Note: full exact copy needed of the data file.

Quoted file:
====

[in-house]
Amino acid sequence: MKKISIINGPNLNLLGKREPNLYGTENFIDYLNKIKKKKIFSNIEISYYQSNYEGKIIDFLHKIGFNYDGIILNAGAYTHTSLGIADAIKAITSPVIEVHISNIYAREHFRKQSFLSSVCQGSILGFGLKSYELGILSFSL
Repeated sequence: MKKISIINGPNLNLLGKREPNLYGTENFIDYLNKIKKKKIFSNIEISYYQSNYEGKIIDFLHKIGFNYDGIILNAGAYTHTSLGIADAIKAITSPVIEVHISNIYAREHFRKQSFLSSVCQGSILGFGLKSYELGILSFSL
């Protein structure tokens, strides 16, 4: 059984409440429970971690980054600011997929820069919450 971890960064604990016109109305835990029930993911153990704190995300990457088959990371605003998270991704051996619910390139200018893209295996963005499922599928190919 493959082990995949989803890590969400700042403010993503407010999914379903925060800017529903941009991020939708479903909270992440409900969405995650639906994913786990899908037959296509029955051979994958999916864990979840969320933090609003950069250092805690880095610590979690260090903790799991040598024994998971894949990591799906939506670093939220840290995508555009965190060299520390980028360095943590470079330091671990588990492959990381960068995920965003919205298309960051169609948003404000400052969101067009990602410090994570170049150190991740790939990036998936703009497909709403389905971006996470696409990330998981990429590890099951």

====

[in-house]
Amino acid sequence: MKKISIINGPNLNLLGKREPNLYGTENFIDYLNKIKKKKIFSNIEISYYQSNYEGKIIDFLHKIGFNYDGIILNAGAYTHTSLGIADAIKAITSPVIEVHISNIYAREHFRKQSFLSSVCQGSILGFGLKSYELGILSFSL
Repeated sequence: MKKISIINGPNLNLLGKREPNLYGTENFIDYLNKIKKKKIFSNIEISYYQSNYEGKIIDFLHKIGFNYDGIILNAGAYTHTSLGIADAIKAITSPVIEVHISNIYAREHFRKQSFLSSVCQGSILGFGLKSYELGILSFSL
């Protein structure tokens, strides 16, 4: 059984409440429970971690980054600011997929820069919450 971890960064604990016109109305835990029930993911153990704190995300990457088959990371605003998270991704051996619910390139200018893209295996963005499922599928190919 493959082990995949989803890590969400700042403010993503407010999914379903925060800017529903941009991020939708479903909270992440409900969405995650639906994913786990899908037959296509029955051979994958999916864990979840969320933090609003950069250092805690880095610590979690260090903790799991040598024994998971894949990591799906939506670093939220840290995508555009965190060299520390980028360095943590470079330091671990588990492959990381960068995920965003919205298309960051169609948003404000400052969101067009990602410090994570170049150190991740790939990036998936703009497909709403389905971006996470696409990330998981990429590890099951």